by SUSAN MANN
Ontario’s farm animals could be chowing down on more wheat than corn in their feed this year.
Ontario’s wheat production is slated to be almost three million tonnes this year, up 68 per cent compared to 2015, according to Statistics Canada’s July principal field crops production report. It was released Aug. 23.
The huge jump in wheat production means more Ontario wheat could show up in feed than corn as production of that crop is projected to drop this year. The dry weather in many regions across Ontario this growing season is cutting into farmers’ expectations for the corn crop’s size.
Todd Austin, Grain Farmers of Ontario marketing manager, says feed mills will probably substitute the loss of corn for the extra wheat being produced, “especially when you’re looking at potentially lower yields for corn.” The domestic market and food mills, regular buyers of Ontario wheat, will also take portions of the wheat crop, he adds.
The Statistics Canada report says the two factors contributing to Ontario’s wheat production increase are harvested acres and yields. The harvested area in Ontario was about one million acres, up 42 per cent compared to 2015. The average yield was anticipated to a hit record level of 89 bushels per acre, up 17 per cent from the previous year.
Austin says the wheat yields overall were “much better than expected.”
Statistics Canada notes corn production in Ontario is slated to fall 11 per cent this year, compared to last year, to eight million tonnes. The decline is due to a projected decrease in average yields this year to 154 bushels per acre, a 10 per cent drop from the 171 bushels per acre in 2015.
The harvested acres in Ontario are projected to decline by about one per cent.
Austin notes overseas interest in Ontario wheat as well. The province has good yields and good quality, and other countries such as France and Germany have a poor quantity and quality of wheat this year. That situation “is helping to increase interest in the Ontario crop.”
He doesn’t foresee any immediate problems for Ontario’s farmers having to sell such a big wheat crop since “it’s the first crop off and things are moving.” During corn and soybean harvest, however, “the taps may turn off for wheat.”
Some farmers may end up storing their wheat until next spring, and Austin predicts some demand throughout the year for wheat.
He says the Chicago Board of Trade futures for grain and oilseed commodity prices “have been relatively weak, mainly due to expectations of big crops in the United States, especially corn. The USDA’s (United States Department of Agriculture’s) last report pegged corn at around the 175 bushels per acre range.”
Austin says the potentially big corn crop in the United States has tempered corn futures,
“which then does the same thing to the wheat futures.”
In Canada, there has been an increase in demand for wheat to use in feed and some more demand at terminals and elevators, leading to an improvement in basis levels since early spring. Additionally, Canada’s relatively weak dollar compared to the American currency “is helping our Canadian price,” Austin notes.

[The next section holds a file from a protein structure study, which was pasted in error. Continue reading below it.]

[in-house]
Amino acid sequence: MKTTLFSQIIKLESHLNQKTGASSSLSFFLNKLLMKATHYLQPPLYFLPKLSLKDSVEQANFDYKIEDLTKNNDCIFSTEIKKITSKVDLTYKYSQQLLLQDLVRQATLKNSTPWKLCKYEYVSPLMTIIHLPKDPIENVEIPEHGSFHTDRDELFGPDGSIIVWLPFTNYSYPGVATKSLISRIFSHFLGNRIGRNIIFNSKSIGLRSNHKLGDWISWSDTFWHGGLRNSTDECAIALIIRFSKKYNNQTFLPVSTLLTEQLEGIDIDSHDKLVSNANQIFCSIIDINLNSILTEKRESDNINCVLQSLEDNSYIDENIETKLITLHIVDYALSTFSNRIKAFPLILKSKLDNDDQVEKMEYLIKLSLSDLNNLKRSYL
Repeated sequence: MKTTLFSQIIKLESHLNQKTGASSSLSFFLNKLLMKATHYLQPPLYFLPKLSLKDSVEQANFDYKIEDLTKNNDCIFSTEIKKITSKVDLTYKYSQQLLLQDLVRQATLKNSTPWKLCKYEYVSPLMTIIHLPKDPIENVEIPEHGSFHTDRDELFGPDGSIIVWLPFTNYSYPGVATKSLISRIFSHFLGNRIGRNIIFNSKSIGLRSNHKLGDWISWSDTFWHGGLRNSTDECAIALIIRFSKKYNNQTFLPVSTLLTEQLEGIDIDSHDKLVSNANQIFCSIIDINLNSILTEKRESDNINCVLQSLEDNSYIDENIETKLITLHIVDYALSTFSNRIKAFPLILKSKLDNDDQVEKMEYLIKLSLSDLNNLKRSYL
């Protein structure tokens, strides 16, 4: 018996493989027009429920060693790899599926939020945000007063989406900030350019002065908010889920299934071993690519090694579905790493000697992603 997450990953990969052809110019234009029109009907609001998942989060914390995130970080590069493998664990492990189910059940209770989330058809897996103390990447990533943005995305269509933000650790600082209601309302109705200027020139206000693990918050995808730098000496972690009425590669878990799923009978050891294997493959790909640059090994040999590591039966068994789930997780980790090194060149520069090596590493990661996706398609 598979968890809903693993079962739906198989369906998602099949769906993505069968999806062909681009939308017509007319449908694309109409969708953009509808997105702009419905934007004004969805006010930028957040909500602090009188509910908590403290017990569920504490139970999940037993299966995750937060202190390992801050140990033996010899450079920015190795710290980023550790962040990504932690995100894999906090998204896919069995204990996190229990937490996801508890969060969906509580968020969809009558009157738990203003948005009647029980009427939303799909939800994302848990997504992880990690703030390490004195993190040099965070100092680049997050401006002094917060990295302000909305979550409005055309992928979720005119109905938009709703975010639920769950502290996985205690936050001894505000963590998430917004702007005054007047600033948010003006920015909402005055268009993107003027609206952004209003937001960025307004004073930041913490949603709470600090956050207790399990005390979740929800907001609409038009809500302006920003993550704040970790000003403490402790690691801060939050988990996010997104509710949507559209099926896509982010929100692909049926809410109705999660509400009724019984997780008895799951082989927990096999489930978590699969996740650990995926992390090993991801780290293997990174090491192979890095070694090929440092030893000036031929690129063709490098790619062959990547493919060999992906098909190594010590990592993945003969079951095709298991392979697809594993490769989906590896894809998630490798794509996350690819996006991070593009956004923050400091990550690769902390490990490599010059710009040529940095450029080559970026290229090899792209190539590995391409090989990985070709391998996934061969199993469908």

Perth County farmer Mark Brock, chair of Grain Farmers of Ontario, says “there’s a lot of wheat in the system and we’re going to have to try to get it used up.”
The effects of the crop size will hit farmers in a number of ways because “it will put pressure on prices and it will take up some space. We’ll feel some effects just on storage when we go into the soybean and corn harvest,” he says, noting “the world seems to be awash with wheat right now so it’s a little trying to move wheat for a reasonable price.”
Grain handlers were struggling to handle the influx of a lot of wheat over harvest, Brock says. “Now that we’re through harvest, the bids are probably going to improve a bit over the winter time.”
As for the wheat crop itself, Brock says on his farm near Staffa he had the best average wheat yields ever at more than 100 bushels per acre. His average yield comparison is based on the farm’s crop insurance records going back to 1973.
Brock says he grew 350 acres of wheat this year, up 300 per cent compared to 2015. Good planting conditions in the fall enabled Brock to get the crop in the ground early. A mild winter coupled with good spring weather contributed to the stellar crop.
“All the stars aligned – there were good yields and good quality,” he says.
In other crops listed in the Statistics Canada report:
- Soybean production in Ontario is anticipated to decline by 15 per cent this year compared to 2015, to about three million tonnes. The harvested area is also slated to go down by about seven per cent to three million acres. The average yield is projected to drop to 42 bushels per acre this year compared to 46 bushels per acre in 2015.
- Nationally, wheat production is projected to reach 31 million tonnes this year, up 11 per cent compared to last year. Corn production at 12 million tonnes is anticipated to decline nine per cent this year compared to last year. Soybean production is also projected to be down this year to six million tonnes, a drop of seven per cent compared to 2015.
- Lentil production nationally is projected to hit a record high of three million tonnes this year, an increase of 36 per cent over 2015.
- Canola production across Canada is slated to be 17 million tonnes, a drop of one per cent compared to 2015.
- Barley and oat production across Canada is projected to be nine million tonnes, a seven per cent increase over 2015.
Statistics Canada says it did the July farm survey by contacting about 13,000 Canadian farmers from July 21 to Aug. 4. The farmers had to report their estimated crop area, yield and production of grains, oilseeds and specialty crops. BF
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